Mild cognitive impairment : prevalence and predictive validity according to current approaches
Abstract:Busse A, Bischkopf J, Riedel-Heller SG, Angermeyer MC. Mild cognitive impairment: prevalence and predictive validity according to current approaches.
Acta Neurol Scand 2003: 108: 71–81. © Blackwell Munksgaard 2003. Objectives –
Mild cognitive impairment is associated with an increased risk of developing dementia. However, there is no consensus on diagnostic criteria and different concepts have rarely been evaluated in population-based samples. This paper compares the prevalences and predictive validities for different concepts in a population-based study. The aim was to identify a concept with the best relation of sensitivity and specificity in the prediction of dementia. Material and methods –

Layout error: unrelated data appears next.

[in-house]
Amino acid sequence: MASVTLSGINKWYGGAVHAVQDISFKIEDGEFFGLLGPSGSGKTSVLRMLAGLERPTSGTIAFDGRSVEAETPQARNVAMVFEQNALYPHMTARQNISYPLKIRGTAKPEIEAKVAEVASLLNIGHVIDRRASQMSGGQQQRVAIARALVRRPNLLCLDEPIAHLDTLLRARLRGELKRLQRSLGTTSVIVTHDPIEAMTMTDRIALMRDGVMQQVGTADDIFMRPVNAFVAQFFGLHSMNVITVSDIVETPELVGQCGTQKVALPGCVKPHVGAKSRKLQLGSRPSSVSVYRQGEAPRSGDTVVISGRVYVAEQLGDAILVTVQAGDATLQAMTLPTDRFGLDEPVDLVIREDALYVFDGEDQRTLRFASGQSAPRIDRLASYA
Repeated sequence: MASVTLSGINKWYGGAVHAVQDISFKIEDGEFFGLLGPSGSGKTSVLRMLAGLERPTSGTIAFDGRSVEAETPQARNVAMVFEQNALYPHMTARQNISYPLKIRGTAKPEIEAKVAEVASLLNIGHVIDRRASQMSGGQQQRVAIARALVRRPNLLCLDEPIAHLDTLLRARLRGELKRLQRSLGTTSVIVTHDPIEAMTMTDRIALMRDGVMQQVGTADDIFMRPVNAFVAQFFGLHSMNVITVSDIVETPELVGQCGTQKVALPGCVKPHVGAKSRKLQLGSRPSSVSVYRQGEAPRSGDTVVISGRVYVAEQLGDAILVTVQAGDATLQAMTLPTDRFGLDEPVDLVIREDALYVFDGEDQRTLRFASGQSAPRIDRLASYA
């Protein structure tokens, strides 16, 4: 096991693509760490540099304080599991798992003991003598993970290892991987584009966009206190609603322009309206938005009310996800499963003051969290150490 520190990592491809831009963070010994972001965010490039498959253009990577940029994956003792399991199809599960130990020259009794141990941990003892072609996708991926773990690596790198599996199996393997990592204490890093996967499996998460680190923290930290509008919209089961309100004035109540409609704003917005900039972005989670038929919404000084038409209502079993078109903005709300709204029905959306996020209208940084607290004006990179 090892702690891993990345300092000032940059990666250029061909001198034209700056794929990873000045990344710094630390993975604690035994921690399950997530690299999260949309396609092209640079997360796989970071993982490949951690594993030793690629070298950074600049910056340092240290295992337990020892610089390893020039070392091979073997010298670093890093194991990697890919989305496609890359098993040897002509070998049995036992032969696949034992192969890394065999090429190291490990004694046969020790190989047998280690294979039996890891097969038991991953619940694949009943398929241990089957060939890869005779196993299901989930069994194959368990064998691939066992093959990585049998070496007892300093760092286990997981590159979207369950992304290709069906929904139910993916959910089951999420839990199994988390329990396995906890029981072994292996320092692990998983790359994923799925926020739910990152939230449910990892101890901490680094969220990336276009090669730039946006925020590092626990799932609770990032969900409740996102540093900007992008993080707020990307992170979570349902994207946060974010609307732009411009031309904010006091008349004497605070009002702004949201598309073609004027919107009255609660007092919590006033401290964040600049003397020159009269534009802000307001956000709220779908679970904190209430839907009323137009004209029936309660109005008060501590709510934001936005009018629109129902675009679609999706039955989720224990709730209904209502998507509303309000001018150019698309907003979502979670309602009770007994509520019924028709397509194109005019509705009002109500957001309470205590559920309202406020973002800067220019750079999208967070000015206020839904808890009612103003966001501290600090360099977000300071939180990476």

A community sample of 1045 dementia-free individuals aged 75 years and over was examined by neuropsychological testing in a three-wave longitudinal study. Results –
Prevalence rates ranged from 3 to 36% according to the concept applied. Conversion rates to dementia over 2.6 years ranged from 23 to 47%. In addition, receiver operating characteristic curves indicated that all but one concept for mild cognitive impairment could predict dementia. Conclusion –
Mild cognitive impairment is very frequent in older people. Prevalences and predictive validities are highly dependent on the diagnostic criteria applied.
Document Type: Research Article
Affiliations: Leipzig Longitudinal Study of the Aged LEILA75+, Department of Psychiatry, University of Leipzig, Leipzig, Germany
Publication date: 2003-08-01